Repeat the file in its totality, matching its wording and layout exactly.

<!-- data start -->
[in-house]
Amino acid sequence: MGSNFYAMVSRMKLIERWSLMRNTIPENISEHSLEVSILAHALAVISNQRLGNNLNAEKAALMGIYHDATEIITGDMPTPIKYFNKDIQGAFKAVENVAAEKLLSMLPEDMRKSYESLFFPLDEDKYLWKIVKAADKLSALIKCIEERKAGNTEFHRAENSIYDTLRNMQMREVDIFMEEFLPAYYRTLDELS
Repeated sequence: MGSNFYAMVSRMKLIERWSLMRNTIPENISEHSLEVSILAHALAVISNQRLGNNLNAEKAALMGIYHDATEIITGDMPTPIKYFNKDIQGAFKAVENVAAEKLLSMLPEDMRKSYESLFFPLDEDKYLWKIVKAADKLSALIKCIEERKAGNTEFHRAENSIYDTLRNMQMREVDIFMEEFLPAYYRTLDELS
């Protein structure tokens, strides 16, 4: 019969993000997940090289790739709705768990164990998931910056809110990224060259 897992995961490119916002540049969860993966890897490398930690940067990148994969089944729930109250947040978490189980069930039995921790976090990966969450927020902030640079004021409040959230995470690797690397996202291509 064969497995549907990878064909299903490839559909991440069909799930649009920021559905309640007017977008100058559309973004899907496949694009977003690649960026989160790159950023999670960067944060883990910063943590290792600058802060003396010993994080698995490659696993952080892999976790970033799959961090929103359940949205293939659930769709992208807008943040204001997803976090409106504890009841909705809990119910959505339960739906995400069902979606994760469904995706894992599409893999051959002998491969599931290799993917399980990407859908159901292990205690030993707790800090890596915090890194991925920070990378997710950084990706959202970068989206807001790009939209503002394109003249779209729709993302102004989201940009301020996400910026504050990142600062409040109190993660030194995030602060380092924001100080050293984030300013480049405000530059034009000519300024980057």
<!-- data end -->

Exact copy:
[in-house]
Amino acid sequence: MGSNFYAMVSRMKLIERWSLMRNTIPENISEHSLEVSILAHALAVISNQRLGNNLNAEKAALMGIYHDATEIITGDMPTPIKYFNKDIQGAFKAVENVAAEKLLSMLPEDMRKSYESLFFPLDEDKYLWKIVKAADKLSALIKCIEERKAGNTEFHRAENSIYDTLRNMQMREVDIFMEEFLPAYYRTLDELS
Repeated sequence: MGSNFYAMVSRMKLIERWSLMRNTIPENISEHSLEVSILAHALAVISNQRLGNNLNAEKAALMGIYHDATEIITGDMPTPIKYFNKDIQGAFKAVENVAAEKLLSMLPEDMRKSYESLFFPLDEDKYLWKIVKAADKLSALIKCIEERKAGNTEFHRAENSIYDTLRNMQMREVDIFMEEFLPAYYRTLDELS
């Protein structure tokens, strides 16, 4: 019969993000997940090289790739709705768990164990998931910056809110990224060259 897992995961490119916002540049969860993966890897490398930690940067990148994969089944729930109250947040978490189980069930039995921790976090990966969450927020902030640079004021409040959230995470690797690397996202291509 064969497995549907990878064909299903490839559909991440069909799930649009920021559905309640007017977008100058559309973004899907496949694009977003690649960026989160790159950023999670960067944060883990910063943590290792600058802060003396010993994080698995490659696993952080892999976790970033799959961090929103359940949205293939659930769709992208807008943040204001997803976090409106504890009841909705809990119910959505339960739906995400069902979606994760469904995706894992599409893999051959002998491969599931290799993917399980990407859908159901292990205690030993707790800090890596915090890194991925920070990378997710950084990706959202970068989206807001790009939209503002394109003249779209729709993302102004989201940009301020996400910026504050990142600062409040109190993660030194995030602060380092924001100080050293984030300013480049405000530059034009000519300024980057």